By Elllalyn De Vera-Ruiz
The Philippine Institute of Volcanology and Seismology (Phivolcs) continues to observe weaker steam emission at the main crater of the Taal Volcano on Thursday, days after the alert status of the restive volcano was lowered.
Phivolcs pointed out that the activity in the volcano’s main crater from 8 a.m. Wednesday to 8 a.m. Thursday was characterized by “weak emission of white to dirty white steam-laden plumes 300 to 500 meters tall that drifted southwest.”
The sulfur dioxide emission was also below instrumental detection. The presence of significant sulfur dioxide from a volcano indicates that magma is getting closer to the surface.
Phivolcs added that seven volcanic earthquakes were plotted with magnitudes ranging from 1.7 to 2.5. However, these were not felt.
For the past 24 hours, the Taal Volcano network, which can record small earthquakes undetectable by the Philippine seismic network, recorded 137 volcanic earthquakes including two low-frequency events and one harmonic tremor that lasted for 97 seconds.
“These earthquakes signify magmatic activity beneath the Taal edifice that could lead to eruptive activity at the main crater,” Phivolcs said.
Alert Level 3 remains in effect over Taal Volcano, which means that sudden steam-driven and even weak phreatomagmatic explosions, volcanic earthquakes, ashfall, and lethal volcanic gas expulsions can still occur and threaten areas within the Taal Volcano Island and nearby lakeshores.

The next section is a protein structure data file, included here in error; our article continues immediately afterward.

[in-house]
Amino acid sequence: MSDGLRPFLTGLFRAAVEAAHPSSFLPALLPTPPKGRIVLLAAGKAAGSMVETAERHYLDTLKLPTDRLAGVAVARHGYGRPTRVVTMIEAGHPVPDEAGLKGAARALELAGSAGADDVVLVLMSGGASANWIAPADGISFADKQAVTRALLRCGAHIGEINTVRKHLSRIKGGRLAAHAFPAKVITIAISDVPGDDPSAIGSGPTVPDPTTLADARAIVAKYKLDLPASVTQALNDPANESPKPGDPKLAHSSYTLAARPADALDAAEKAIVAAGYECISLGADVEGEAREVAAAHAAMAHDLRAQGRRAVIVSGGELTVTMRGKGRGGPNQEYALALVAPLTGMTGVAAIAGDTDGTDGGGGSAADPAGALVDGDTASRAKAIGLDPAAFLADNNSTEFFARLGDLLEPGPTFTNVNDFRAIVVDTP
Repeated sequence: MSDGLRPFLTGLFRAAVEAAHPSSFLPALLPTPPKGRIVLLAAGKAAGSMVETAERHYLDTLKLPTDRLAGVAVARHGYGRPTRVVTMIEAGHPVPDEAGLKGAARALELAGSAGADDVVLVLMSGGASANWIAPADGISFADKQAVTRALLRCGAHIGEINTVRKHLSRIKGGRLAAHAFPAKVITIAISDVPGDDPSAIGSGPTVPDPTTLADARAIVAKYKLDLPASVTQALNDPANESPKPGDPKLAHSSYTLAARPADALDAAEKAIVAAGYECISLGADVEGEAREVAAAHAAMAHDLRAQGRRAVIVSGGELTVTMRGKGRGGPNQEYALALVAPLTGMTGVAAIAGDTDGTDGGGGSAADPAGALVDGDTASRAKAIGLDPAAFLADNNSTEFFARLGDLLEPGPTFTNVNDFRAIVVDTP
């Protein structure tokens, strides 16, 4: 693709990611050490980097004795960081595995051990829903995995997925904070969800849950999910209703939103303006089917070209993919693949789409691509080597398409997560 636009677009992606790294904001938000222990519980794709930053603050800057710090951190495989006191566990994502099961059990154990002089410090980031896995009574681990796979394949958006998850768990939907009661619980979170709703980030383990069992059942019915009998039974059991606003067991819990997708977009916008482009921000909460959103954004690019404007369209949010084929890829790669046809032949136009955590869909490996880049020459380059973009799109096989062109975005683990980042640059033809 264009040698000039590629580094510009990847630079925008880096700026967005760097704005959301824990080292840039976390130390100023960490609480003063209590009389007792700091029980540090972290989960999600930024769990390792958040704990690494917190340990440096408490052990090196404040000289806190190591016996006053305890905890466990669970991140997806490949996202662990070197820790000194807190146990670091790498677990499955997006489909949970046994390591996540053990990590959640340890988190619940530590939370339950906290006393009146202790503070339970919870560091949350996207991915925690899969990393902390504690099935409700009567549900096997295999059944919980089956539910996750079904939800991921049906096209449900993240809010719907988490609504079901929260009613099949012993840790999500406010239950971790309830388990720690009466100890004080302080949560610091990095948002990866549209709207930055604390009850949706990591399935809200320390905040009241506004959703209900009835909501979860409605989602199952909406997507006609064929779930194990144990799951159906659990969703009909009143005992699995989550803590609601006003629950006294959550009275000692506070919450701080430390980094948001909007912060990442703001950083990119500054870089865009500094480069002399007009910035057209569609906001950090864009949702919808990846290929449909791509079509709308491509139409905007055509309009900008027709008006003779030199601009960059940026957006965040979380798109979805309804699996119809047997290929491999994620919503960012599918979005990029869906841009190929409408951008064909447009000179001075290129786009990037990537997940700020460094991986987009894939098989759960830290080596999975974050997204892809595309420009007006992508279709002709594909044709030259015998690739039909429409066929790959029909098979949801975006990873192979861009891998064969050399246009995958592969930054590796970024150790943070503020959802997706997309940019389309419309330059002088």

Phivolcs recommended that entry into the Taal Volcano island, Taal Lake, and communities west of the volcano island within a 7 kilometer radius from the main crater must be strictly prohibited.
Local government units were advised to assess areas outside the seven-kilometer radius for damages and road accessibilities and to strengthen preparedness, contingency, and communication measures in case of renewed unrest.
People were also advised to observe precautions due to ground displacement across fissures, frequent ash fall, and minor earthquakes.
Communities beside active river channels, particularly where ash from the main eruption phase has been thickly deposited, should increase vigilance when there is heavy and prolonged rainfall since the ash can be washed away and form lahars along the channels.
Likewise, civil aviation authorities were asked to advise pilots to avoid flying close to the volcano as airborne ash and ballistic fragments from sudden explosions and wind-remobilized ash may pose hazards to aircrafts.